Skip To Content

Philippine floods: wading through shoulder-deep water

Written by Sarah Ireland, Humanitarian Emergency Operations Manager for Save the Children Australia.

It was dry when I arrived in Manila on Friday night, but as I went further away from the city centre the next day, it was a completely different sight.

Children were swimming through shoulder-deep floodwater, while men pushed entire families on makeshift rafts to the homes of nearby relatives or any evacuation centres that still had room.

More than three million people in the Philippines have been affected by flooding triggered by the southwest monsoon, many in the capital of Manila and nearby regions.

Latest figures indicate that around 440,000 people are living in 940 evacuation centres and around 340,000 people have had their homes damaged by floodwaters and are living with relatives or friends.

We were travelling to one of those 940 evacuation centres to distribute pre-packaged flood relief items, and we used a similar mode of transport – a bamboo boat.

Ten families per classroom

Slowly navigating our way past swimming children and makeshift rafts, we finally arrived at a school being used as an evacuation centre.

The three big school buildings housed over 1,100 people. The ground floor was completely flooded, so the only way to move between the buildings was by a makeshift raft consisting of a piece of plywood perched precariously on a rubber tyre.

The buildings had no electricity, running water or garbage collection and there were only 19 usable toilets for the entire population. On average, there were ten families sleeping in each classroom, with many more families sleeping in the halls.

The communal shower was situated in the stairwell landing, where people walking between floors passed women and children bathing openly. Clothes washing and cooking facilities were crammed in between beds.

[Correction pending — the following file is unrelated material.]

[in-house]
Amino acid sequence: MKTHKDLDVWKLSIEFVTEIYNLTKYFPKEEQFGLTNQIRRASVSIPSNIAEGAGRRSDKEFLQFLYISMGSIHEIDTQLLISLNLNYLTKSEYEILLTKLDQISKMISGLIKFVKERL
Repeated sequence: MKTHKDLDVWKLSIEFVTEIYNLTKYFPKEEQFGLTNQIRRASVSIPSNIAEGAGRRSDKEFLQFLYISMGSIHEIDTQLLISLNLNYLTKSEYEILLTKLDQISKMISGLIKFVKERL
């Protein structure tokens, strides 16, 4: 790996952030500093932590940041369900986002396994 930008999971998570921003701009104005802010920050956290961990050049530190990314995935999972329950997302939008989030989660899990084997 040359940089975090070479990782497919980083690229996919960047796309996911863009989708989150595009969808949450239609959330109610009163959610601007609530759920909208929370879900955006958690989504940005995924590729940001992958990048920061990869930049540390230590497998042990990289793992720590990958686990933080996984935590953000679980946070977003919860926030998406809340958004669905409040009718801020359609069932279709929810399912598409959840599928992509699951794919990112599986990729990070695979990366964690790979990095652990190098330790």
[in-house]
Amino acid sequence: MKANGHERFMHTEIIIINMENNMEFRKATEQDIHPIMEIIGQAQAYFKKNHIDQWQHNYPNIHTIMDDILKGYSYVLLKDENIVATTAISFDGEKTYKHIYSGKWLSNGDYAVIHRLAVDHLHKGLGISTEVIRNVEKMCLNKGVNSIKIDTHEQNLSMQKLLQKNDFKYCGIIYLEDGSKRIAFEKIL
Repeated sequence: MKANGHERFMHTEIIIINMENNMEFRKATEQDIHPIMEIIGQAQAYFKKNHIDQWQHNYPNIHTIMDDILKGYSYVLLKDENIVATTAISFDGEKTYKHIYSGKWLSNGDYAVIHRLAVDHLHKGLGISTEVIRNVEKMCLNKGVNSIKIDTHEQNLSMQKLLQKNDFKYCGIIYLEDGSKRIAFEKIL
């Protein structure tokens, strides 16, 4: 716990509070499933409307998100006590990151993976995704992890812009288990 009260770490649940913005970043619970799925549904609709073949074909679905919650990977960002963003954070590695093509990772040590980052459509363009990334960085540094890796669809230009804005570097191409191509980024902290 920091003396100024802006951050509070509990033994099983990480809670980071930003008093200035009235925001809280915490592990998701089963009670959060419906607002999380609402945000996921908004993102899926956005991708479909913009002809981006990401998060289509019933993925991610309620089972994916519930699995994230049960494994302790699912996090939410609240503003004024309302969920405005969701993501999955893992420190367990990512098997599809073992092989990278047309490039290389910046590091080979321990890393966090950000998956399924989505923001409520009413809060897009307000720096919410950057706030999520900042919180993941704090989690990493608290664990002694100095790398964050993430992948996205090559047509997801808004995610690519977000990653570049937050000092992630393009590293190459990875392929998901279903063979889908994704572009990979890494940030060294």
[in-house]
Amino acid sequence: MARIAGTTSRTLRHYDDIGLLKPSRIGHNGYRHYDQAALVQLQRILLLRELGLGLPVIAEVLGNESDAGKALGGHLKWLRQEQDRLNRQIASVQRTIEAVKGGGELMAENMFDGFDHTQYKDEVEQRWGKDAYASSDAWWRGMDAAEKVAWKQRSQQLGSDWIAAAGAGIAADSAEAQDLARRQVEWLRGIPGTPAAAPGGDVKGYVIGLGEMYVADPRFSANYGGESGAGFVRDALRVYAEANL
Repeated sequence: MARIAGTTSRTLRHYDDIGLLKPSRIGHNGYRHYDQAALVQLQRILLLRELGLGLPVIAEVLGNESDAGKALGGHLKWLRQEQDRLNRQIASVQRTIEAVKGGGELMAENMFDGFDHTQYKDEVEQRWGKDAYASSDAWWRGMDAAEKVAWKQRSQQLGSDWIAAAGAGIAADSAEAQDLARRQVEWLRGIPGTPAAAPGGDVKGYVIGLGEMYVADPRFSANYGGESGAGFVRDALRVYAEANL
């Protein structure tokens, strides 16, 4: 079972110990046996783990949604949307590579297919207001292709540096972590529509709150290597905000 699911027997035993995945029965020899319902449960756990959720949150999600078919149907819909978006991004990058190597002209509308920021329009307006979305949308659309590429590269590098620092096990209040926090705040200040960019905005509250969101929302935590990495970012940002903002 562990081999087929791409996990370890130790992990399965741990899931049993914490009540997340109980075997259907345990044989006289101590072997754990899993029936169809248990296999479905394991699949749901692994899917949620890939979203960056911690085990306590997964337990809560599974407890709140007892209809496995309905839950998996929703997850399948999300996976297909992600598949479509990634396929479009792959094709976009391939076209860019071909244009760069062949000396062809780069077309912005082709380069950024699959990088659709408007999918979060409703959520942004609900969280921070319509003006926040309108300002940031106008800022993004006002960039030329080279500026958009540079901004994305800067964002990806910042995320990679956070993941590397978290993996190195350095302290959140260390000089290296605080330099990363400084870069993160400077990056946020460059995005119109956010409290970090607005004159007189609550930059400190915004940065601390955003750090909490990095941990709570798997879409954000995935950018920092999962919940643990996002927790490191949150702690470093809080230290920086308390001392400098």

The principals of the schools had established ‘house rules’ to try to ensure cleanliness and hygiene but it is hard to enforce them in such a cramped area, especially with new families arriving every day.

Sifting through garbage

I met Sharlyn who, with her husband and two children aged four and five years old, had to walk through chest-high water to get to the evacuation centre.

Her husband is a shoemaker but his boss has moved the store to an area that isn’t flooded, so he no longer has a job.

To get money to buy food, Sharlyn and the children sift through garbage, selling it at the local market.

A teacher from the school said that this was a common issue and they are expecting only a few children to return to school as many of them will be working to earn money for their families.

This is only the start of the monsoon season, and we’re already seeing large numbers of people struggling.

We need to ensure that their needs are being addressed now, so they do not compound when the next storm hits.

If you would like to support our work in emergencies, please donate to Save the Children’s Emergency Fund, which allows us to respond quickly when disaster strikes.


Share this article